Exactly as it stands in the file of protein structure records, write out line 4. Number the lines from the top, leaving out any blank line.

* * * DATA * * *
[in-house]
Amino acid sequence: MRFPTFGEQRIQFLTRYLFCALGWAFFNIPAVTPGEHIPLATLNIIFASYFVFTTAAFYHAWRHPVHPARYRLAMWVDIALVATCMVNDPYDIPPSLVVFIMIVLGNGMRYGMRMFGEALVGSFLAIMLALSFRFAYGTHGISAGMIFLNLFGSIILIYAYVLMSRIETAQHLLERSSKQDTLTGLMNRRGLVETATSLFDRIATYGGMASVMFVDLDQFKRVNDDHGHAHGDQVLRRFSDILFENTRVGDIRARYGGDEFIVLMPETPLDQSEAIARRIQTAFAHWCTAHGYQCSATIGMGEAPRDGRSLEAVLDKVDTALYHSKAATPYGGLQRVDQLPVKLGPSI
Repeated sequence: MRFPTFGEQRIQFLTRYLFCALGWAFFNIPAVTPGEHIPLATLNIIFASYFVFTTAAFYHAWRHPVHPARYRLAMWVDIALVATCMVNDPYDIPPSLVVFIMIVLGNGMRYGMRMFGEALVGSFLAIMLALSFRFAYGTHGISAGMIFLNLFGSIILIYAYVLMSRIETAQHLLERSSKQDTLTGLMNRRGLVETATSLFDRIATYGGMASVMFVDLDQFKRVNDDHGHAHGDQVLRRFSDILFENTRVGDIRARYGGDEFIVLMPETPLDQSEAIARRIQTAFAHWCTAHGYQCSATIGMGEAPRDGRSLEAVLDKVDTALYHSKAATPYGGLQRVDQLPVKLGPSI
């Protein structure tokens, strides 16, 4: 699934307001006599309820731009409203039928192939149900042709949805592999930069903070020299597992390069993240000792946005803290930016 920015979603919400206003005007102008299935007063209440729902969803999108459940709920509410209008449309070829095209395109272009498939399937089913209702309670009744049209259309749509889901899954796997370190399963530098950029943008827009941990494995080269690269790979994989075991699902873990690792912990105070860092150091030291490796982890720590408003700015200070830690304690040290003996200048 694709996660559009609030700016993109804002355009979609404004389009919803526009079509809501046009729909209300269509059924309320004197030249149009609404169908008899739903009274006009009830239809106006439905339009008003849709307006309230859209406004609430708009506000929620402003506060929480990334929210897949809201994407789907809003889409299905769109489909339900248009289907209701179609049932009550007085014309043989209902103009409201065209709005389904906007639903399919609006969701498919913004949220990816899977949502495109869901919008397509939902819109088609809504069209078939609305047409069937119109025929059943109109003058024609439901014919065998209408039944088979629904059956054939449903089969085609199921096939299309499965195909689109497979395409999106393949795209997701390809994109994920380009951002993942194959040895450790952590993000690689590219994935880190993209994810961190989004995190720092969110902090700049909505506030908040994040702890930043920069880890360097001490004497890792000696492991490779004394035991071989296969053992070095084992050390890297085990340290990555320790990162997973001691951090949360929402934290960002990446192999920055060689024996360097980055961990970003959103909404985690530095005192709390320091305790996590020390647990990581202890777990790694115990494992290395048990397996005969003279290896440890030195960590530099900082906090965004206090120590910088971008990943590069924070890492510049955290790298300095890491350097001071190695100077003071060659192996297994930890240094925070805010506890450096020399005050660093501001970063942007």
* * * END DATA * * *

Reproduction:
């Protein structure tokens, strides 16, 4: 699934307001006599309820731009409203039928192939149900042709949805592999930069903070020299597992390069993240000792946005803290930016 920015979603919400206003005007102008299935007063209440729902969803999108459940709920509410209008449309070829095209395109272009498939399937089913209702309670009744049209259309749509889901899954796997370190399963530098950029943008827009941990494995080269690269790979994989075991699902873990690792912990105070860092150091030291490796982890720590408003700015200070830690304690040290003996200048 694709996660559009609030700016993109804002355009979609404004389009919803526009079509809501046009729909209300269509059924309320004197030249149009609404169908008899739903009274006009009830239809106006439905339009008003849709307006309230859209406004609430708009506000929620402003506060929480990334929210897949809201994407789907809003889409299905769109489909339900248009289907209701179609049932009550007085014309043989209902103009409201065209709005389904906007639903399919609006969701498919913004949220990816899977949502495109869901919008397509939902819109088609809504069209078939609305047409069937119109025929059943109109003058024609439901014919065998209408039944088979629904059956054939449903089969085609199921096939299309499965195909689109497979395409999106393949795209997701390809994109994920380009951002993942194959040895450790952590993000690689590219994935880190993209994810961190989004995190720092969110902090700049909505506030908040994040702890930043920069880890360097001490004497890792000696492991490779004394035991071989296969053992070095084992050390890297085990340290990555320790990162997973001691951090949360929402934290960002990446192999920055060689024996360097980055961990970003959103909404985690530095005192709390320091305790996590020390647990990581202890777990790694115990494992290395048990397996005969003279290896440890030195960590530099900082906090965004206090120590910088971008990943590069924070890492510049955290790298300095890491350097001071190695100077003071060659192996297994930890240094925070805010506890450096020399005050660093501001970063942007």